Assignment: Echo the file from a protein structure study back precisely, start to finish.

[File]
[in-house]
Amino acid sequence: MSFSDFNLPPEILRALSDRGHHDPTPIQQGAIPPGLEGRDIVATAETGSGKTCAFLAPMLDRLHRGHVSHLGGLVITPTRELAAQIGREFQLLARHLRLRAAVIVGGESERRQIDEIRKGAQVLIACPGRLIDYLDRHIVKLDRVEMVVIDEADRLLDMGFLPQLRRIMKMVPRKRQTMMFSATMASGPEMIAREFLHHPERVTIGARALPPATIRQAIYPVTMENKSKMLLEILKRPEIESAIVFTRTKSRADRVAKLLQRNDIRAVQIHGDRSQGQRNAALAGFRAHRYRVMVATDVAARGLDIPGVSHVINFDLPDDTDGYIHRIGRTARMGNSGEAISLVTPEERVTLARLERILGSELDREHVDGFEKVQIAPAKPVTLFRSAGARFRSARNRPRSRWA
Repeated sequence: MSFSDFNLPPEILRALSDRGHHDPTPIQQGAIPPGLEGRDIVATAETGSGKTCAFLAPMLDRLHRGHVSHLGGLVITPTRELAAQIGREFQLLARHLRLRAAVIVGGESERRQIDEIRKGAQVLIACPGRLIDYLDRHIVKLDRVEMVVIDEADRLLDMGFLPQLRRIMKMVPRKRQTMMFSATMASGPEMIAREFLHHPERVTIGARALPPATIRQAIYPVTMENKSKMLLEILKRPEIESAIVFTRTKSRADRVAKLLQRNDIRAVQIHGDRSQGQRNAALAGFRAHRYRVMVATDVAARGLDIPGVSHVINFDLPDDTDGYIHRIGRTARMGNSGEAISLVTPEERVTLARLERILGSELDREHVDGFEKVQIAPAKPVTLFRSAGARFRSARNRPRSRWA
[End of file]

[in-house]
Amino acid sequence: MSFSDFNLPPEILRALSDRGHHDPTPIQQGAIPPGLEGRDIVATAETGSGKTCAFLAPMLDRLHRGHVSHLGGLVITPTRELAAQIGREFQLLARHLRLRAAVIVGGESERRQIDEIRKGAQVLIACPGRLIDYLDRHIVKLDRVEMVVIDEADRLLDMGFLPQLRRIMKMVPRKRQTMMFSATMASGPEMIAREFLHHPERVTIGARALPPATIRQAIYPVTMENKSKMLLEILKRPEIESAIVFTRTKSRADRVAKLLQRNDIRAVQIHGDRSQGQRNAALAGFRAHRYRVMVATDVAARGLDIPGVSHVINFDLPDDTDGYIHRIGRTARMGNSGEAISLVTPEERVTLARLERILGSELDREHVDGFEKVQIAPAKPVTLFRSAGARFRSARNRPRSRWA
Repeated sequence: MSFSDFNLPPEILRALSDRGHHDPTPIQQGAIPPGLEGRDIVATAETGSGKTCAFLAPMLDRLHRGHVSHLGGLVITPTRELAAQIGREFQLLARHLRLRAAVIVGGESERRQIDEIRKGAQVLIACPGRLIDYLDRHIVKLDRVEMVVIDEADRLLDMGFLPQLRRIMKMVPRKRQTMMFSATMASGPEMIAREFLHHPERVTIGARALPPATIRQAIYPVTMENKSKMLLEILKRPEIESAIVFTRTKSRADRVAKLLQRNDIRAVQIHGDRSQGQRNAALAGFRAHRYRVMVATDVAARGLDIPGVSHVINFDLPDDTDGYIHRIGRTARMGNSGEAISLVTPEERVTLARLERILGSELDREHVDGFEKVQIAPAKPVTLFRSAGARFRSARNRPRSRWA